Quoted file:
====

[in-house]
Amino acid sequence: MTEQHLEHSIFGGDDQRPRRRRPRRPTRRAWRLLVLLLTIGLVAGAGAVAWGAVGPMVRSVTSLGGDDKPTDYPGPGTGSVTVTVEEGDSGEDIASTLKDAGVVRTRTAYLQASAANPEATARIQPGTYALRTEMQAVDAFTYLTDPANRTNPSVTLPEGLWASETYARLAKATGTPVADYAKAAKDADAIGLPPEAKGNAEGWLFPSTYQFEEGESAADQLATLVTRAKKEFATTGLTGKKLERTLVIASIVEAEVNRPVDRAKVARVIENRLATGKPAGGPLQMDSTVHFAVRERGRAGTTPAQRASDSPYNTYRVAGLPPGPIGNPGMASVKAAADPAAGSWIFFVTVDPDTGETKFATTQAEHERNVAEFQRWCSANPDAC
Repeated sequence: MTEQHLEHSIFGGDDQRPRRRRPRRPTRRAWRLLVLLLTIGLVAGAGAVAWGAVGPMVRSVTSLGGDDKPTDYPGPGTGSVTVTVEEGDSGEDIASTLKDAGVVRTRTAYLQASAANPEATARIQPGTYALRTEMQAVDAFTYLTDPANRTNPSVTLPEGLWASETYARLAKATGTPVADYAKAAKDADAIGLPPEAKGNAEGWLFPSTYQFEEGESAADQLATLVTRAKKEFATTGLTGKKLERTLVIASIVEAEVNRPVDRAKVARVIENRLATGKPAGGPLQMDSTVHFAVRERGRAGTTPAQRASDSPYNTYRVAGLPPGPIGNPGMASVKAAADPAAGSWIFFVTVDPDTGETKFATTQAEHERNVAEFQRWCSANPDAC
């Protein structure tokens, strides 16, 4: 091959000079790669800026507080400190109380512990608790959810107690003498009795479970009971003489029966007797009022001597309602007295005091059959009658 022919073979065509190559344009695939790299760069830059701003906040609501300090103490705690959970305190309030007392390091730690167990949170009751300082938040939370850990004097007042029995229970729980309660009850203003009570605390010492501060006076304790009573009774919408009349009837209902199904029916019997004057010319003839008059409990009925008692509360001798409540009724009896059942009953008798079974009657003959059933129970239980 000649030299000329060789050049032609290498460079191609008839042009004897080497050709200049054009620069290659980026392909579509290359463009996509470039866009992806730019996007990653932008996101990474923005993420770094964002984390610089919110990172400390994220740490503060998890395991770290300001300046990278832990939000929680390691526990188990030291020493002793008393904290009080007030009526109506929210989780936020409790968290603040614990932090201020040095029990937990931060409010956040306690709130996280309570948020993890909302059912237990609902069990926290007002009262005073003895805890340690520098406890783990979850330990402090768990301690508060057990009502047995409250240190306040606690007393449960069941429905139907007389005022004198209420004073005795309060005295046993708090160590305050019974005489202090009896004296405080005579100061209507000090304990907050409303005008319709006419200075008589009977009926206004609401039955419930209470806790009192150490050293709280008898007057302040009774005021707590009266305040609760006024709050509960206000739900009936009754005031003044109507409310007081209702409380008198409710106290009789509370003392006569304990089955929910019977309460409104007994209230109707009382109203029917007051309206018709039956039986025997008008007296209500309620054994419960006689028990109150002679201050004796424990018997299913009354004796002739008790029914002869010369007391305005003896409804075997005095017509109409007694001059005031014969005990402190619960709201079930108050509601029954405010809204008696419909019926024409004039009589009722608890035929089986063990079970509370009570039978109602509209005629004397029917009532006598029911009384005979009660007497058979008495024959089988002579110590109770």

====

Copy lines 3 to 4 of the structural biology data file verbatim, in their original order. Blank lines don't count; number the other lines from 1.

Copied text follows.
Repeated sequence: MTEQHLEHSIFGGDDQRPRRRRPRRPTRRAWRLLVLLLTIGLVAGAGAVAWGAVGPMVRSVTSLGGDDKPTDYPGPGTGSVTVTVEEGDSGEDIASTLKDAGVVRTRTAYLQASAANPEATARIQPGTYALRTEMQAVDAFTYLTDPANRTNPSVTLPEGLWASETYARLAKATGTPVADYAKAAKDADAIGLPPEAKGNAEGWLFPSTYQFEEGESAADQLATLVTRAKKEFATTGLTGKKLERTLVIASIVEAEVNRPVDRAKVARVIENRLATGKPAGGPLQMDSTVHFAVRERGRAGTTPAQRASDSPYNTYRVAGLPPGPIGNPGMASVKAAADPAAGSWIFFVTVDPDTGETKFATTQAEHERNVAEFQRWCSANPDAC
């Protein structure tokens, strides 16, 4: 091959000079790669800026507080400190109380512990608790959810107690003498009795479970009971003489029966007797009022001597309602007295005091059959009658 022919073979065509190559344009695939790299760069830059701003906040609501300090103490705690959970305190309030007392390091730690167990949170009751300082938040939370850990004097007042029995229970729980309660009850203003009570605390010492501060006076304790009573009774919408009349009837209902199904029916019997004057010319003839008059409990009925008692509360001798409540009724009896059942009953008798079974009657003959059933129970239980 000649030299000329060789050049032609290498460079191609008839042009004897080497050709200049054009620069290659980026392909579509290359463009996509470039866009992806730019996007990653932008996101990474923005993420770094964002984390610089919110990172400390994220740490503060998890395991770290300001300046990278832990939000929680390691526990188990030291020493002793008393904290009080007030009526109506929210989780936020409790968290603040614990932090201020040095029990937990931060409010956040306690709130996280309570948020993890909302059912237990609902069990926290007002009262005073003895805890340690520098406890783990979850330990402090768990301690508060057990009502047995409250240190306040606690007393449960069941429905139907007389005022004198209420004073005795309060005295046993708090160590305050019974005489202090009896004296405080005579100061209507000090304990907050409303005008319709006419200075008589009977009926206004609401039955419930209470806790009192150490050293709280008898007057302040009774005021707590009266305040609760006024709050509960206000739900009936009754005031003044109507409310007081209702409380008198409710106290009789509370003392006569304990089955929910019977309460409104007994209230109707009382109203029917007051309206018709039956039986025997008008007296209500309620054994419960006689028990109150002679201050004796424990018997299913009354004796002739008790029914002869010369007391305005003896409804075997005095017509109409007694001059005031014969005990402190619960709201079930108050509601029954405010809204008696419909019926024409004039009589009722608890035929089986063990079970509370009570039978109602509209005629004397029917009532006598029911009384005979009660007497058979008495024959089988002579110590109770």